What Turns Women On

"A new study from — where else? — France suggests listening to love songs may increase women’s receptivity to amorous advances," reports Tom Jacobs for Miller-McCune.

"A new study from — where else? — France suggests listening to love songs may increase women’s receptivity to amorous advances," reports Tom Jacobs for Miller-McCune. "The French researchers note that music can improve one’s mood, and being in a positive frame of mind can increase one’s receptivity to romance. Alternatively, 'the romantic song lyrics acted as a prime that, in turn, led to the display of behavior associated with that prime,' they write. Considerable research has found that music with antisocial lyrics increases aggressive thoughts, while music with pro-social lyrics triggers feelings of generosity. Guèguen and his colleagues suggest this sort of emotional prompting may also occur in the romantic arena."

Related Articles
Playlists
Keep reading Show less

Five foods that increase your psychological well-being

These five main food groups are important for your brain's health and likely to boost the production of feel-good chemicals.

Mind & Brain

We all know eating “healthy” food is good for our physical health and can decrease our risk of developing diabetes, cancer, obesity and heart disease. What is not as well known is that eating healthy food is also good for our mental health and can decrease our risk of depression and anxiety.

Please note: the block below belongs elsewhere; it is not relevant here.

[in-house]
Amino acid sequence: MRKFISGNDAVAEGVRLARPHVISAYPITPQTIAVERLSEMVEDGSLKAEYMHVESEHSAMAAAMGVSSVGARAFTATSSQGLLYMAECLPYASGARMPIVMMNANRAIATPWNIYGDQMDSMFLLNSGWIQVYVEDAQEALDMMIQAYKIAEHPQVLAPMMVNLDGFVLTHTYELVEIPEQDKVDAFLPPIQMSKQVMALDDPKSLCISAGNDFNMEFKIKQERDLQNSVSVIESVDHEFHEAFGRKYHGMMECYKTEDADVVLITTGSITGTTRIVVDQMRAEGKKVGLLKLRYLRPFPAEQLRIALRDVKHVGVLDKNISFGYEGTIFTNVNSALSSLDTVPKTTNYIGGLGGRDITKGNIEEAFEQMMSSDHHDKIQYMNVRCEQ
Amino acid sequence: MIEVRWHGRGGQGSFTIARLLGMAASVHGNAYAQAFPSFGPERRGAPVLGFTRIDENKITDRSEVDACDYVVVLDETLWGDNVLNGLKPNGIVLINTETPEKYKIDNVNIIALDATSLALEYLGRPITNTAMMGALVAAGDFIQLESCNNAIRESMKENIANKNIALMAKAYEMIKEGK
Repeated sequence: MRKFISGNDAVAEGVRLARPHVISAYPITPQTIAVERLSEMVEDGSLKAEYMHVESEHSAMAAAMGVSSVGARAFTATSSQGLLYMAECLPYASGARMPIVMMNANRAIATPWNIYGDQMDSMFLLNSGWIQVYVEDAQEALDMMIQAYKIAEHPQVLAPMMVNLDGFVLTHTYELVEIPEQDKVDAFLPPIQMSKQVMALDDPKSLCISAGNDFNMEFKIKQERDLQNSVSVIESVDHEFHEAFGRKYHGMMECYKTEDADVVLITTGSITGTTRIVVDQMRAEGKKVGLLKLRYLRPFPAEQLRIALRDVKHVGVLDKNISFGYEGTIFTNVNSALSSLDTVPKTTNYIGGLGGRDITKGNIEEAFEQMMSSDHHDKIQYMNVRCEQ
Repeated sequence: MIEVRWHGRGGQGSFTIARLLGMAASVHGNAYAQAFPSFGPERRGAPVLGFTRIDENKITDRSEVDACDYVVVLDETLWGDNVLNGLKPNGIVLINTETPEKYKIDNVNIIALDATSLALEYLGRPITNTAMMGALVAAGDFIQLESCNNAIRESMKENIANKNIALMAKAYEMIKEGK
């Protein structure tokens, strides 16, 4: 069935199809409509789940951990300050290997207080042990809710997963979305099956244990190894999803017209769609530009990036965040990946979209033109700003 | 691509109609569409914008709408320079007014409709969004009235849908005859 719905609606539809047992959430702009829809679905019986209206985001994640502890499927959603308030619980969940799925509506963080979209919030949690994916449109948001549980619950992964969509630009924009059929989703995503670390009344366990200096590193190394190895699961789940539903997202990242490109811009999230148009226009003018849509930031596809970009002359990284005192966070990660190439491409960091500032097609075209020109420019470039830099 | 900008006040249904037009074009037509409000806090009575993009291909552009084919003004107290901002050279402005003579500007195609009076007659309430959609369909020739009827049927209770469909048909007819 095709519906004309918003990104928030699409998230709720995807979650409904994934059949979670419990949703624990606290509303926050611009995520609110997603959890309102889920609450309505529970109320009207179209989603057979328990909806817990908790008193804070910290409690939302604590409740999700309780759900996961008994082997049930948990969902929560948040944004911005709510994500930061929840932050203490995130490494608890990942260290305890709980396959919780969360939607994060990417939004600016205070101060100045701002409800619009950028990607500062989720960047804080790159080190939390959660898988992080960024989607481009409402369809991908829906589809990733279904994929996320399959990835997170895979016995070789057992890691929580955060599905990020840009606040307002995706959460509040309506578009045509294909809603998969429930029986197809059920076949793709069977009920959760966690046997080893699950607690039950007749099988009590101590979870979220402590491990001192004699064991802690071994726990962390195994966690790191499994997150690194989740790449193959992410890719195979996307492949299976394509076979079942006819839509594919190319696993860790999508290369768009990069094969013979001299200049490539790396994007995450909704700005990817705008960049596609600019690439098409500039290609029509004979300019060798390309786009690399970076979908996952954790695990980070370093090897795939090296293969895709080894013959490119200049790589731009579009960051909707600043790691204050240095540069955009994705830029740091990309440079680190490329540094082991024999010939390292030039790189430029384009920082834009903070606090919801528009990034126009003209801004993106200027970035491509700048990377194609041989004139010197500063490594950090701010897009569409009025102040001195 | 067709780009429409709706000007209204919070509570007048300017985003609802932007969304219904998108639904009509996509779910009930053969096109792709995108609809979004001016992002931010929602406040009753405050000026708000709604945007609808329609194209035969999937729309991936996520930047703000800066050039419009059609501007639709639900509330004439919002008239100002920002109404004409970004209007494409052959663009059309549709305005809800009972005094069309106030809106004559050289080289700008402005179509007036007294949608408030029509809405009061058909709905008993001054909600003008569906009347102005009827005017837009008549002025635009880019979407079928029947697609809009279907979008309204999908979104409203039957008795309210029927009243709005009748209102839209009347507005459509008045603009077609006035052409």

Keep reading Show less

For the 99%, the lines are getting blurry

Infographics show the classes and anxieties in the supposedly classless U.S. economy.

What is the middle class now, anyway? (JEWEL SAMAD/AFP/Getty Images)
Politics & Current Affairs

For those of us who follow politics, we’re used to commentators referring to the President’s low approval rating as a surprise given the U.S.'s “booming” economy. This seeming disconnect, however, should really prompt us to reconsider the measurements by which we assess the health of an economy. With a robust U.S. stock market and GDP and low unemployment figures, it’s easy to see why some think all is well. But looking at real U.S. wages, which have remained stagnant—and have, thus, in effect gone down given rising costs from inflation—a very different picture emerges. For the 1%, the economy is booming. For the rest of us, it’s hard to even know where we stand. A recent study by Porch (a home-improvement company) of blue-collar vs. white-collar workers shows how traditional categories are becoming less distinct—the study references "new-collar" workers, who require technical certifications but not college degrees. And a set of recent infographics from CreditLoan capturing the thoughts of America’s middle class as defined by the Pew Research Center shows how confused we are.

Keep reading Show less